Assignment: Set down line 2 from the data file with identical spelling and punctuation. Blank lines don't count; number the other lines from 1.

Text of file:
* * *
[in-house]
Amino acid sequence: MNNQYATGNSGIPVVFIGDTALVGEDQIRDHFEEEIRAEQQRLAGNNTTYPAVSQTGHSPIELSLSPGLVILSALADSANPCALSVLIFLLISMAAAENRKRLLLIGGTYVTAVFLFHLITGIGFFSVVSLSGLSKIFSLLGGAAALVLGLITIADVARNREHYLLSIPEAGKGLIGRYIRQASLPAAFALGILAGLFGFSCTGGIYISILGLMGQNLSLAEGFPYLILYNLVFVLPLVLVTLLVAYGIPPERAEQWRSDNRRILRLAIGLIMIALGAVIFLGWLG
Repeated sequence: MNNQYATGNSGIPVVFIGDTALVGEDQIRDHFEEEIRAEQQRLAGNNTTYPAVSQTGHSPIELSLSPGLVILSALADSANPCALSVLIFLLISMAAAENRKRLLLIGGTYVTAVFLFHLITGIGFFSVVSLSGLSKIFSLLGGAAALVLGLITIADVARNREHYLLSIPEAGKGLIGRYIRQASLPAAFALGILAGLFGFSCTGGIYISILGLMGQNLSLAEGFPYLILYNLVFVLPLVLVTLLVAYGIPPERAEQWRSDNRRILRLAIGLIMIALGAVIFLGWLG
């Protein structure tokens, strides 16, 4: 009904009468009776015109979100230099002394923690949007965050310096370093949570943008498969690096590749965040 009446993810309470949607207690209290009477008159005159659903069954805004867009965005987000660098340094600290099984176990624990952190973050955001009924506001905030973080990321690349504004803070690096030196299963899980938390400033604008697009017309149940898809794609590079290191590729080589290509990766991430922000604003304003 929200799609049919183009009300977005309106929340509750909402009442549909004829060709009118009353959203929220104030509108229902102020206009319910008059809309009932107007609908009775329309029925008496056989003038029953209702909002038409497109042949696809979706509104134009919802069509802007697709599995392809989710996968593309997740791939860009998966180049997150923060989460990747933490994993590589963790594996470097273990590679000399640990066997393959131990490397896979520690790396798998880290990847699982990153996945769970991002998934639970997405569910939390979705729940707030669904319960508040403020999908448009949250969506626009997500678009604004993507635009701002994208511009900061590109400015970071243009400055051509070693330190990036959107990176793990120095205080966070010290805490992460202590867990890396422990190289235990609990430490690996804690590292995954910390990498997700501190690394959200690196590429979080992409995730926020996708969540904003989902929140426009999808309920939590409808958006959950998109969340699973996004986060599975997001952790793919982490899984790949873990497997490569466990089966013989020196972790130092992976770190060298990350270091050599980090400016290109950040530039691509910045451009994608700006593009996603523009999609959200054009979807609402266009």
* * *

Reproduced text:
Amino acid sequence: MNNQYATGNSGIPVVFIGDTALVGEDQIRDHFEEEIRAEQQRLAGNNTTYPAVSQTGHSPIELSLSPGLVILSALADSANPCALSVLIFLLISMAAAENRKRLLLIGGTYVTAVFLFHLITGIGFFSVVSLSGLSKIFSLLGGAAALVLGLITIADVARNREHYLLSIPEAGKGLIGRYIRQASLPAAFALGILAGLFGFSCTGGIYISILGLMGQNLSLAEGFPYLILYNLVFVLPLVLVTLLVAYGIPPERAEQWRSDNRRILRLAIGLIMIALGAVIFLGWLG